Do cockroaches fly?
Does The American Cockroach Fly?
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Home » Cockroaches » Does the American Cockroach Fly?
** Does the American Cockroach Fly? **
American cockroaches areÂ a peridomestic species that live primarily
outdoors and move inside when conditions become harsh or food is
scarce.Â They prefer moist, humid environments but are also capable of
surviving in dry areas if food and water are available.
In the immature (nymph) stage, American cockroaches are wingless and
incapable of flight. Adults have useful wings and can fly for short
distances. If they start from a high place, such as a tree, they can glide
for some distance. However, despite their ability to do so, American
cockroaches aren’t regular fliers. They can run very fast and, when
Cockroach - Wikipedia, the free encyclopedia
** Cockroach **
From Wikipedia, the free encyclopedia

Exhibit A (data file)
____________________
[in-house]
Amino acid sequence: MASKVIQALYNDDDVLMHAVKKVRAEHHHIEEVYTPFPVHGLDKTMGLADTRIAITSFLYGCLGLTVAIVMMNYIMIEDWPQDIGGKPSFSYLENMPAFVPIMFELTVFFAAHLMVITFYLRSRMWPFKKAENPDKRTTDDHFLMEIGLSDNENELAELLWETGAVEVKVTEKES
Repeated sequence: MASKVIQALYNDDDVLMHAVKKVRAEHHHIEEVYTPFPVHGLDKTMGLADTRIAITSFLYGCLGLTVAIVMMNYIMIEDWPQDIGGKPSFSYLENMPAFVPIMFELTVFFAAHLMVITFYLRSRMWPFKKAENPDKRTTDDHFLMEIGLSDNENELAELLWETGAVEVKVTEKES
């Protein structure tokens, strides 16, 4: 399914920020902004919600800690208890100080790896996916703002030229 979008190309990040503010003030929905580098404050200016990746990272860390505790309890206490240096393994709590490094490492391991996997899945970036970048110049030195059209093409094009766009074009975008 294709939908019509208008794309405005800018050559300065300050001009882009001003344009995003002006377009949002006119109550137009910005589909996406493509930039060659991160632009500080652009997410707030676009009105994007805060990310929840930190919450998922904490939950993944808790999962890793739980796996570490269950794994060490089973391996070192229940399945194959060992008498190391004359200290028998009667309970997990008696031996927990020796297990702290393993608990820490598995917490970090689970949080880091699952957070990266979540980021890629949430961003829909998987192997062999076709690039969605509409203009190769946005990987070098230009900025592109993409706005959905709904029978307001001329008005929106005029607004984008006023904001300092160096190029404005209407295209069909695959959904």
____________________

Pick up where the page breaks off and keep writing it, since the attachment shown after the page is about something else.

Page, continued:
Jump to: navigation, search
For other uses, see Cockroach (disambiguation).
*Common household roaches*
A) German cockroach
B) American cockroach
C) Australian cockroach
D&E) Oriental cockroach (â & â)
*Cockroaches* are insects of the order *Blattaria* or *Blattodea*, of which
about 30 species out of 4,500 total are associated with human habitats.
About four species are well known as pests.^^
Among the best-known pest species are the American cockroach, /Periplaneta
americana/, which is about 30 mm (1.2 in) long; the German cockroach,
/Blattella germanica/, about 15 mm (0.59 in) long; the Asian cockroach,
/Blattella asahinai/, also about 15 mm (0.59 in) in length; and the
Oriental cockroach, /Blatta orientalis/, about 25 mm (0.98 in). Tropical
cockroaches are often much bigger, and extinct cockroach relatives and
'roachoids' such as the Carboniferous /Archimylacris/ and the Permian
/Apthoroblattina/ were not as large as the biggest modern species.
· 1 Etymology
· 2 Notable species
· 3 Evolutionary history and relationships
· 4 Behavior
· 4.1 Behavioral studies
· 5 Description
· 5.1 Eggs and egg capsules
· 5.2 Sounds
· 5.3 Digestive tract
· 5.4 Tracheae and breathing
· 5.5 Reproduction
· 5.6 Hardiness
· 6 Role as pests
· 7 Uses
· 8 Cultural references
· 9 References
· 10 Further reading
· 11 External links
The name "cockroach" comes from the Spanish word for cockroach,
/cucaracha/, transformed by English folk etymology into "cock" and "roach".
The scientific name derives from the Latinized Greek name for the insect
(Doric Greek: Î²Î»Î¬ÏÏÎ±, /blÃ¡tta/; Ionic
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